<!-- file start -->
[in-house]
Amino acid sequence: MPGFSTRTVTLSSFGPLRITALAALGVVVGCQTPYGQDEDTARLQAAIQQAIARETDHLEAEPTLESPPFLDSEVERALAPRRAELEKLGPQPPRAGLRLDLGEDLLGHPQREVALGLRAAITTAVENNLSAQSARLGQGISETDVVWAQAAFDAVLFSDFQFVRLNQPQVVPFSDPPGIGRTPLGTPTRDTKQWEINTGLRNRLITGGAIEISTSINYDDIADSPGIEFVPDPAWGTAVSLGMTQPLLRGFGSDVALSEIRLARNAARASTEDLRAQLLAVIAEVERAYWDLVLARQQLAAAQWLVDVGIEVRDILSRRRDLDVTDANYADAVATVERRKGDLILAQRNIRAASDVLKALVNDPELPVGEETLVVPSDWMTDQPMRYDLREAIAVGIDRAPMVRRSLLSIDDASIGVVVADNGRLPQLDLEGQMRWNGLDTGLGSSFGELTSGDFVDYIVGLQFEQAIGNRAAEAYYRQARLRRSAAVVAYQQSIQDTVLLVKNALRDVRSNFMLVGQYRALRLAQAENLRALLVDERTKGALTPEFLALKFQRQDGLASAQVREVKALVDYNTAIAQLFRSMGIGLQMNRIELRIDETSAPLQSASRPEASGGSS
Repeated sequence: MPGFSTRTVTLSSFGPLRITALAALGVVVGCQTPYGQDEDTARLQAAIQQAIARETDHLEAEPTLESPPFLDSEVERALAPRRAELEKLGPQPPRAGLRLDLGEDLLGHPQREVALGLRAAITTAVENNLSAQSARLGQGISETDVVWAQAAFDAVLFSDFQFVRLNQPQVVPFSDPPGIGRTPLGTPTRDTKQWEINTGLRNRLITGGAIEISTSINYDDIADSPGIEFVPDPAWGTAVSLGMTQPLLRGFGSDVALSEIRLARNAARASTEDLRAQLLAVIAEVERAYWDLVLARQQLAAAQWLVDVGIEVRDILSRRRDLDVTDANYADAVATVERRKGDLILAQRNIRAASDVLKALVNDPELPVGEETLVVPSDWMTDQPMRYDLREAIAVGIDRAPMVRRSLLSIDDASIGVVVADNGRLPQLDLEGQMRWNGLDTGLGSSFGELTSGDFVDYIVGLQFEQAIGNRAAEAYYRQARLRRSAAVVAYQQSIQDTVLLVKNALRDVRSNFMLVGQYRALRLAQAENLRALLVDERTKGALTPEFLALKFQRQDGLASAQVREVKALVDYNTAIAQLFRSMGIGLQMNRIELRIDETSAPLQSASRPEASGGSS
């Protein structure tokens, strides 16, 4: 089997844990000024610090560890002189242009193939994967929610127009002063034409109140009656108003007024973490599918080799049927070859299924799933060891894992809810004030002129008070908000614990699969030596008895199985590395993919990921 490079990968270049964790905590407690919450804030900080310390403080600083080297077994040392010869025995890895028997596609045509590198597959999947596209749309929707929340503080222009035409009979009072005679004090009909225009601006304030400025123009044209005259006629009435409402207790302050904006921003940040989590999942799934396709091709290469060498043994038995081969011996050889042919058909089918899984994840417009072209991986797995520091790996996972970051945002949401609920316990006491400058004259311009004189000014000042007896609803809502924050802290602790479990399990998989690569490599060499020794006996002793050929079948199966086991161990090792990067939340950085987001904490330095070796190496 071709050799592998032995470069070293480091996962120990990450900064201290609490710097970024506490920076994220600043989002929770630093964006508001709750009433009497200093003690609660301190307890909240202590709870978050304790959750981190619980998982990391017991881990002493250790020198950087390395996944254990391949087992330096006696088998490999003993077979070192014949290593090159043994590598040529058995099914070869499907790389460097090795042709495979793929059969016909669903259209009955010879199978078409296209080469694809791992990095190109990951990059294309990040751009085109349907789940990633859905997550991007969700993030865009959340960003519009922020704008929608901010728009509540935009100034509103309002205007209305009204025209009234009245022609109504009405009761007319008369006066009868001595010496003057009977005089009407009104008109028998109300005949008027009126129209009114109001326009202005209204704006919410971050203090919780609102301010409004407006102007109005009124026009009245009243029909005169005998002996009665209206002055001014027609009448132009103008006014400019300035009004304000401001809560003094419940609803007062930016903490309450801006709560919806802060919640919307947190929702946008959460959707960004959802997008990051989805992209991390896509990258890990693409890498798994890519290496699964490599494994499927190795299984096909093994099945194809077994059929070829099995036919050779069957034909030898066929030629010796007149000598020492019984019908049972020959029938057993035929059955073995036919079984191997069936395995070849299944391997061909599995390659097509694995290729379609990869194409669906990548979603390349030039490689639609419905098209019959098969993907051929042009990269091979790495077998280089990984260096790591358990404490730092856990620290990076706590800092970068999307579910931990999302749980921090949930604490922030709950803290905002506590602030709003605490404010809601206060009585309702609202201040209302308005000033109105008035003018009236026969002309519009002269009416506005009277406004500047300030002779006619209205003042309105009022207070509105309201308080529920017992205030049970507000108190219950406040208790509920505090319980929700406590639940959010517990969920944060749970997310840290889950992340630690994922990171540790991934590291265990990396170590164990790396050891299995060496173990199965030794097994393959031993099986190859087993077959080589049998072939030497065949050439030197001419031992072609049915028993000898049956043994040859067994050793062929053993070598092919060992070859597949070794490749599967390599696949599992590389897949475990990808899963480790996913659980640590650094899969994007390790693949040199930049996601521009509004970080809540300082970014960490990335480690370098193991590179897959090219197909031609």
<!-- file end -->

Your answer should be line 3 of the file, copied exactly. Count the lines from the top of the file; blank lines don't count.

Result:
Repeated sequence: MPGFSTRTVTLSSFGPLRITALAALGVVVGCQTPYGQDEDTARLQAAIQQAIARETDHLEAEPTLESPPFLDSEVERALAPRRAELEKLGPQPPRAGLRLDLGEDLLGHPQREVALGLRAAITTAVENNLSAQSARLGQGISETDVVWAQAAFDAVLFSDFQFVRLNQPQVVPFSDPPGIGRTPLGTPTRDTKQWEINTGLRNRLITGGAIEISTSINYDDIADSPGIEFVPDPAWGTAVSLGMTQPLLRGFGSDVALSEIRLARNAARASTEDLRAQLLAVIAEVERAYWDLVLARQQLAAAQWLVDVGIEVRDILSRRRDLDVTDANYADAVATVERRKGDLILAQRNIRAASDVLKALVNDPELPVGEETLVVPSDWMTDQPMRYDLREAIAVGIDRAPMVRRSLLSIDDASIGVVVADNGRLPQLDLEGQMRWNGLDTGLGSSFGELTSGDFVDYIVGLQFEQAIGNRAAEAYYRQARLRRSAAVVAYQQSIQDTVLLVKNALRDVRSNFMLVGQYRALRLAQAENLRALLVDERTKGALTPEFLALKFQRQDGLASAQVREVKALVDYNTAIAQLFRSMGIGLQMNRIELRIDETSAPLQSASRPEASGGSS